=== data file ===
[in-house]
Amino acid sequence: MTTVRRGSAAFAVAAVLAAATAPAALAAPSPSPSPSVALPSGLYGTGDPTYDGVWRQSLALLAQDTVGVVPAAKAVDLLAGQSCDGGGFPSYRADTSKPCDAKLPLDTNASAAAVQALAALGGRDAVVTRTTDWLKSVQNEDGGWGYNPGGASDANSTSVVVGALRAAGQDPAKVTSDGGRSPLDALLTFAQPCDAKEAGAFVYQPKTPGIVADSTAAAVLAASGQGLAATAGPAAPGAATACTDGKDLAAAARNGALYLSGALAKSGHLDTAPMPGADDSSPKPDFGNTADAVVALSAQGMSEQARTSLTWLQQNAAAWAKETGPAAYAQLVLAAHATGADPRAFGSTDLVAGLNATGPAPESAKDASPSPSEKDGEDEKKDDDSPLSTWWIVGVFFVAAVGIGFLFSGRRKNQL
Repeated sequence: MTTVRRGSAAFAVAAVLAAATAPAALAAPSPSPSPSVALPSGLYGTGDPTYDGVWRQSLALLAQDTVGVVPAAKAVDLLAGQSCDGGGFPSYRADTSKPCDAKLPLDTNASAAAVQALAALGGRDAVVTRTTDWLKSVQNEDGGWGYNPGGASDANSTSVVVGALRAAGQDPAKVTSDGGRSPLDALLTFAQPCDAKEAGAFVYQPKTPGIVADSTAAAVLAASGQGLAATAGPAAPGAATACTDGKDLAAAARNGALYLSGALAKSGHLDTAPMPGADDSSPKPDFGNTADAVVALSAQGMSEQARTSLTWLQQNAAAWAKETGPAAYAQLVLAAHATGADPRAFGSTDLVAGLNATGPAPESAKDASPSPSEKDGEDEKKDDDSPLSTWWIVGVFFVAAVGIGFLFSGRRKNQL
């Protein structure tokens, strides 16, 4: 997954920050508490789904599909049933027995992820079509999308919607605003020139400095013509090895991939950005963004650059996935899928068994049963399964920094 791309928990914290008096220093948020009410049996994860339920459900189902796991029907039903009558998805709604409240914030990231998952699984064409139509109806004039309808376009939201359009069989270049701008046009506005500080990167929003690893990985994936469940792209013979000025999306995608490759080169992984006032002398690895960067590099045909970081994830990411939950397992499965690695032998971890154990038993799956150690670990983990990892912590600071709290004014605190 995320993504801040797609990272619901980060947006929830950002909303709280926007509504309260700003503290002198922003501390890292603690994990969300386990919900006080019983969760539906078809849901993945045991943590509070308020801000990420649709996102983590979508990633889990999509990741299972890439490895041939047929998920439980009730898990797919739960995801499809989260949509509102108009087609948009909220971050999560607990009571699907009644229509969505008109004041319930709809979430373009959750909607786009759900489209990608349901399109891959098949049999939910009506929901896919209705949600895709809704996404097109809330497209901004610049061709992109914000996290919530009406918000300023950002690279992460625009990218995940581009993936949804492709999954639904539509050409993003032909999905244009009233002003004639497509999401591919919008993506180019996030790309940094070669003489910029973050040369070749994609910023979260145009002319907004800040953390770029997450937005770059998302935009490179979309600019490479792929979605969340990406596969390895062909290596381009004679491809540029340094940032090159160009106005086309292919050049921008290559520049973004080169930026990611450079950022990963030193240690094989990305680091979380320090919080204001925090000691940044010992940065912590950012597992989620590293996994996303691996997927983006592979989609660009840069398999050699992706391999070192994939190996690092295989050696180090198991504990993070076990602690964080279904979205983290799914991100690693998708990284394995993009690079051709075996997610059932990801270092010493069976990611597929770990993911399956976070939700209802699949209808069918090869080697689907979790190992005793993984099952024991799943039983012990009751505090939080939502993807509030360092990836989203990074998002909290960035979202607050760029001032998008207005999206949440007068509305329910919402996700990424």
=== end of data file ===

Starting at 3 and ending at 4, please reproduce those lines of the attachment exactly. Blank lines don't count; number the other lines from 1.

Repeated sequence: MTTVRRGSAAFAVAAVLAAATAPAALAAPSPSPSPSVALPSGLYGTGDPTYDGVWRQSLALLAQDTVGVVPAAKAVDLLAGQSCDGGGFPSYRADTSKPCDAKLPLDTNASAAAVQALAALGGRDAVVTRTTDWLKSVQNEDGGWGYNPGGASDANSTSVVVGALRAAGQDPAKVTSDGGRSPLDALLTFAQPCDAKEAGAFVYQPKTPGIVADSTAAAVLAASGQGLAATAGPAAPGAATACTDGKDLAAAARNGALYLSGALAKSGHLDTAPMPGADDSSPKPDFGNTADAVVALSAQGMSEQARTSLTWLQQNAAAWAKETGPAAYAQLVLAAHATGADPRAFGSTDLVAGLNATGPAPESAKDASPSPSEKDGEDEKKDDDSPLSTWWIVGVFFVAAVGIGFLFSGRRKNQL
């Protein structure tokens, strides 16, 4: 997954920050508490789904599909049933027995992820079509999308919607605003020139400095013509090895991939950005963004650059996935899928068994049963399964920094 791309928990914290008096220093948020009410049996994860339920459900189902796991029907039903009558998805709604409240914030990231998952699984064409139509109806004039309808376009939201359009069989270049701008046009506005500080990167929003690893990985994936469940792209013979000025999306995608490759080169992984006032002398690895960067590099045909970081994830990411939950397992499965690695032998971890154990038993799956150690670990983990990892912590600071709290004014605190 995320993504801040797609990272619901980060947006929830950002909303709280926007509504309260700003503290002198922003501390890292603690994990969300386990919900006080019983969760539906078809849901993945045991943590509070308020801000990420649709996102983590979508990633889990999509990741299972890439490895041939047929998920439980009730898990797919739960995801499809989260949509509102108009087609948009909220971050999560607990009571699907009644229509969505008109004041319930709809979430373009959750909607786009759900489209990608349901399109891959098949049999939910009506929901896919209705949600895709809704996404097109809330497209901004610049061709992109914000996290919530009406918000300023950002690279992460625009990218995940581009993936949804492709999954639904539509050409993003032909999905244009009233002003004639497509999401591919919008993506180019996030790309940094070669003489910029973050040369070749994609910023979260145009002319907004800040953390770029997450937005770059998302935009490179979309600019490479792929979605969340990406596969390895062909290596381009004679491809540029340094940032090159160009106005086309292919050049921008290559520049973004080169930026990611450079950022990963030193240690094989990305680091979380320090919080204001925090000691940044010992940065912590950012597992989620590293996994996303691996997927983006592979989609660009840069398999050699992706391999070192994939190996690092295989050696180090198991504990993070076990602690964080279904979205983290799914991100690693998708990284394995993009690079051709075996997610059932990801270092010493069976990611597929770990993911399956976070939700209802699949209808069918090869080697689907979790190992005793993984099952024991799943039983012990009751505090939080939502993807509030360092990836989203990074998002909290960035979202607050760029001032998008207005999206949440007068509305329910919402996700990424």